Thiazide diuretics are a class of drugs that treat high blood pressure by blocking the reabsorption of sodium in the kidneys. As part of this process, potassium is also lost in the urine. This results in a lower level of potassium in the blood, a condition known as hypokalemia. Many people who take this type of blood-pressure-lowering drug also need to take potassium supplements to keep their blood levels of potassium in the normal range. As noted earlier, potassium levels are closely linked with both insulin secretion and glucose uptake into muscle and fat tissue.
Multiple studies have looked at the effect of thiazide diuretics on blood glucose levels, and the majority suggest that these drugs tend to raise blood glucose. One relatively recent study was ALLHAT (Antihypertensive and Lipid-Lowering Treatment to Prevent Heart Attack Trial). In this trial, whose results were published in 2006, participants were given one of several different types of medicine to treat their high blood pressure, to try to determine the best type of therapy. Based on a subgroup analysis of approximately 18,000 people without diabetes who were treated and followed for an average of five years, the risk of developing diabetes was slightly higher in those who took a thiazide diuretic (14%) compared to those who took two other types of blood-pressure-lowering drugs, a calcium channel blocker (11.1%) or an angiotensin-converting enzyme (ACE) inhibitor (9.5%).
While this difference may seem small, when these percentages are applied to the millions of people with high blood pressure, many more will develop diabetes on a thiazide diuretic than on a different type of drug. However, choosing a drug to treat high blood pressure is not a simple issue, since ALLHAT also showed that thiazide diuretics were superior to or equally as effective as other classes of blood-pressure-lowering drugs in people with diabetes.
When ALLHAT investigators specifically looked at study participants who had diabetes, they found that these people tended to do well on thiazide diuretics but also had, on average, a small increase in blood glucose (5 mg/dl). Many other large studies have also noted this effect.
The risk of developing diabetes while taking a thiazide diuretic was also evaluated in the Nurses’ Health Study I and II as well as the Health Professionals Follow-Up Study. Between the two studies, a total of 74,816 people who initially did not have diabetes were evaluated. Over the course of treatment with a thiazide diuretic, the risk of developing diabetes was 20% higher in older women (average age 62), 51% higher in younger women (average age 40), and 31% higher in men compared to those in the studies not taking a thiazide diuretic. However, there is evidence that when hypokalemia (low blood potassium) in these people is corrected, blood glucose control improves.
The takeaway message is that thiazide diuretics are considered a good first choice for treatment of high blood pressure because they are effective, cause few side effects, and are inexpensive, but certain individuals may develop diabetes or experience difficulty controlling blood glucose while on a thiazide diuretic. Potassium levels should be monitored and corrected when necessary.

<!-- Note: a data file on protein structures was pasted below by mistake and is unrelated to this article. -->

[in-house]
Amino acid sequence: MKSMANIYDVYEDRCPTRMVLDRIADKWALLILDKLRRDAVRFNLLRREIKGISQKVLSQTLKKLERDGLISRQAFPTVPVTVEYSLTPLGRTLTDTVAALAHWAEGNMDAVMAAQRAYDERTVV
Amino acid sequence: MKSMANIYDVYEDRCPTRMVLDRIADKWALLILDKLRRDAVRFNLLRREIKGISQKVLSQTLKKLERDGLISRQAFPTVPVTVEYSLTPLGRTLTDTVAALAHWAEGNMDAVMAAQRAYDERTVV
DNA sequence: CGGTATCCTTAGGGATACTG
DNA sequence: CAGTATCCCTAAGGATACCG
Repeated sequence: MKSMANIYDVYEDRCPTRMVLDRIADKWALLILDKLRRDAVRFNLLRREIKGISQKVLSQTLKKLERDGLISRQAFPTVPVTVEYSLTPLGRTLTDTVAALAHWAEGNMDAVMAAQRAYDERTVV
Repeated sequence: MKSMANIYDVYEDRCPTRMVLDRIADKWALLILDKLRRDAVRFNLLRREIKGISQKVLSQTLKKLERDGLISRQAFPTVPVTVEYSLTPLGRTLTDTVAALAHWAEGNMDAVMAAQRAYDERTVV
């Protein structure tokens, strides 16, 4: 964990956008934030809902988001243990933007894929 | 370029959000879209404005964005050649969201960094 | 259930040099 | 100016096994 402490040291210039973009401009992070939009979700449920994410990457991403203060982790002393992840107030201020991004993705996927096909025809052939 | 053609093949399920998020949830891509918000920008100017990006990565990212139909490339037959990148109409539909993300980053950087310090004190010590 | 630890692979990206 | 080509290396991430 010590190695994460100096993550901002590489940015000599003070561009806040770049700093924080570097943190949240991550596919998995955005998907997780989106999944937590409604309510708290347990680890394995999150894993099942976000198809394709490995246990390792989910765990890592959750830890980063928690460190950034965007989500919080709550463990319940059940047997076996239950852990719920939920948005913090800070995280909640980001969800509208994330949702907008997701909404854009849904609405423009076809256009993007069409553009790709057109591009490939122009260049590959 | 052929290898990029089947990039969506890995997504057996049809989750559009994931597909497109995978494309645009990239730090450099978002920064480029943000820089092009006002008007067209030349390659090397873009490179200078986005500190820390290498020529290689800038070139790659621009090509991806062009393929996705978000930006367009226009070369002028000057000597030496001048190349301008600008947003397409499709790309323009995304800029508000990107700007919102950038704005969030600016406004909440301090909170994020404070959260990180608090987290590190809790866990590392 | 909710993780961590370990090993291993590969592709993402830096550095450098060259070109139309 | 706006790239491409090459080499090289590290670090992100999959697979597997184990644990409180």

Beta-blockers are the other major class of blood-pressure-lowering drugs that have been implicated in causing diabetes or worsening diabetes control. The several large studies that have looked at the risk of diabetes associated with beta-blockers include the Nurses Health Studies I and II and the ongoing ARIC (Atherosclerosis Risk in Communities) study. In these two studies, the risk of developing diabetes in people originally without it who took beta-blockers was approximately 20% to 28% greater than in those who did not take beta-blockers.
This may seem counterintuitive since people with diabetes are often warned that beta-blockers can cause problems with low blood glucose, not high blood glucose. Beta-blockers cause these two problems in distinct ways. First, they may harm a person’s ability to recognize and respond to low blood glucose, mainly by keeping the heart rate slow, which can dampen symptoms of hypoglycemia. They may also inhibit the release of glucose from the liver. But beta-blockers also block the release of insulin by interacting with nerve signals to the pancreas and can thus lower insulin levels even when blood glucose is high.
There is some evidence that not all beta-blockers affect insulin secretion. Beta-blockers work by interacting with proteins in the body called beta receptors. There are several distinct types of beta receptors in the body. Beta-1 receptors are predominantly in the heart, while beta-2 receptors are in the heart as well as the arteries, muscles, liver, and pancreatic beta cells. This means that beta-1–selective drugs are less likely to interfere with the secretion and regulation of insulin.